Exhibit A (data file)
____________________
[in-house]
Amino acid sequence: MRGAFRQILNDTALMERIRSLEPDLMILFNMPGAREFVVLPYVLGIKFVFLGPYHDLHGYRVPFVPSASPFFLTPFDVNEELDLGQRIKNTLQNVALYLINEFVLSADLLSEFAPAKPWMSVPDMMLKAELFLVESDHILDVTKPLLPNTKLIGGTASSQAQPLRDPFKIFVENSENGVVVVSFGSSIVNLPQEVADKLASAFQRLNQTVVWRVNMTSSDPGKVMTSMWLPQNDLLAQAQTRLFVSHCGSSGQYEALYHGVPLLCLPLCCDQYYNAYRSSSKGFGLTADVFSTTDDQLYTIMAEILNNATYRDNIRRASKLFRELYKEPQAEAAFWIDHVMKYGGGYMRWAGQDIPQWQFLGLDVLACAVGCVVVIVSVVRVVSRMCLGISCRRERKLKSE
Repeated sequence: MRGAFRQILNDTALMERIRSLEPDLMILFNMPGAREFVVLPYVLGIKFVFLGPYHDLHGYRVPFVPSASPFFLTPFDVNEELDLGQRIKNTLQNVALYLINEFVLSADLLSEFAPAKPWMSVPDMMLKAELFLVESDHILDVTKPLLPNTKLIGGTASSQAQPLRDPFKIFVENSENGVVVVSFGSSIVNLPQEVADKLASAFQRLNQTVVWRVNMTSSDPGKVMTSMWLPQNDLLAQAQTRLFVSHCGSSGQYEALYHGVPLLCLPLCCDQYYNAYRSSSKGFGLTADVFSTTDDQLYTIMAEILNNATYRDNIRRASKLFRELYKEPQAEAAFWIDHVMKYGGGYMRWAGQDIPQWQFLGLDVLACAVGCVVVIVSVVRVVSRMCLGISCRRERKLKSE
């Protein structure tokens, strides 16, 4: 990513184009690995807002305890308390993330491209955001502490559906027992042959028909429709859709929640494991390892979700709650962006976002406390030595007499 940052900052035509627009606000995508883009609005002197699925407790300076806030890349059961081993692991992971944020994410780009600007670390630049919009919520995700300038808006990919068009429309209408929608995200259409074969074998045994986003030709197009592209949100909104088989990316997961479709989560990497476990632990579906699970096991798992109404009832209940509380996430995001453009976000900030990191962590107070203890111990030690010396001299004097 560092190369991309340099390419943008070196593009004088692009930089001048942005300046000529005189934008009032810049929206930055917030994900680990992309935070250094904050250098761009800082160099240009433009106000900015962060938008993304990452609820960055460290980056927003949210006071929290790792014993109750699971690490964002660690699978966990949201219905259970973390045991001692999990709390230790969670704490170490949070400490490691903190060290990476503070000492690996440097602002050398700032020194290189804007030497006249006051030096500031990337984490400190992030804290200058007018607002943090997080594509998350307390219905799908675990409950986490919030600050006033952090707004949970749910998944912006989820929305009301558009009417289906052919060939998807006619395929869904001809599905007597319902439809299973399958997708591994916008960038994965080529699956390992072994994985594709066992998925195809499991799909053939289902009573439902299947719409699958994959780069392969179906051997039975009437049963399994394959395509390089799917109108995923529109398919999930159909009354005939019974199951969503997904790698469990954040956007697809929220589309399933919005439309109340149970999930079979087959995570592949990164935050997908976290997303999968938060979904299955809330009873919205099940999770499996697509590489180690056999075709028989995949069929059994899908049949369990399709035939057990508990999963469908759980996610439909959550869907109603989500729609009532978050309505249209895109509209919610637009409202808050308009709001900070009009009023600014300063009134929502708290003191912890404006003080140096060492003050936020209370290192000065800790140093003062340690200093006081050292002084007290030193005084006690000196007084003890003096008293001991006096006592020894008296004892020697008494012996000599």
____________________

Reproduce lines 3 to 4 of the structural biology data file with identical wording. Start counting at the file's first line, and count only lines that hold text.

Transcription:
Repeated sequence: MRGAFRQILNDTALMERIRSLEPDLMILFNMPGAREFVVLPYVLGIKFVFLGPYHDLHGYRVPFVPSASPFFLTPFDVNEELDLGQRIKNTLQNVALYLINEFVLSADLLSEFAPAKPWMSVPDMMLKAELFLVESDHILDVTKPLLPNTKLIGGTASSQAQPLRDPFKIFVENSENGVVVVSFGSSIVNLPQEVADKLASAFQRLNQTVVWRVNMTSSDPGKVMTSMWLPQNDLLAQAQTRLFVSHCGSSGQYEALYHGVPLLCLPLCCDQYYNAYRSSSKGFGLTADVFSTTDDQLYTIMAEILNNATYRDNIRRASKLFRELYKEPQAEAAFWIDHVMKYGGGYMRWAGQDIPQWQFLGLDVLACAVGCVVVIVSVVRVVSRMCLGISCRRERKLKSE
């Protein structure tokens, strides 16, 4: 990513184009690995807002305890308390993330491209955001502490559906027992042959028909429709859709929640494991390892979700709650962006976002406390030595007499 940052900052035509627009606000995508883009609005002197699925407790300076806030890349059961081993692991992971944020994410780009600007670390630049919009919520995700300038808006990919068009429309209408929608995200259409074969074998045994986003030709197009592209949100909104088989990316997961479709989560990497476990632990579906699970096991798992109404009832209940509380996430995001453009976000900030990191962590107070203890111990030690010396001299004097 560092190369991309340099390419943008070196593009004088692009930089001048942005300046000529005189934008009032810049929206930055917030994900680990992309935070250094904050250098761009800082160099240009433009106000900015962060938008993304990452609820960055460290980056927003949210006071929290790792014993109750699971690490964002660690699978966990949201219905259970973390045991001692999990709390230790969670704490170490949070400490490691903190060290990476503070000492690996440097602002050398700032020194290189804007030497006249006051030096500031990337984490400190992030804290200058007018607002943090997080594509998350307390219905799908675990409950986490919030600050006033952090707004949970749910998944912006989820929305009301558009009417289906052919060939998807006619395929869904001809599905007597319902439809299973399958997708591994916008960038994965080529699956390992072994994985594709066992998925195809499991799909053939289902009573439902299947719409699958994959780069392969179906051997039975009437049963399994394959395509390089799917109108995923529109398919999930159909009354005939019974199951969503997904790698469990954040956007697809929220589309399933919005439309109340149970999930079979087959995570592949990164935050997908976290997303999968938060979904299955809330009873919205099940999770499996697509590489180690056999075709028989995949069929059994899908049949369990399709035939057990508990999963469908759980996610439909959550869907109603989500729609009532978050309505249209895109509209919610637009409202808050308009709001900070009009009023600014300063009134929502708290003191912890404006003080140096060492003050936020209370290192000065800790140093003062340690200093006081050292002084007290030193005084006690000196007084003890003096008293001991006096006592020894008296004892020697008494012996000599």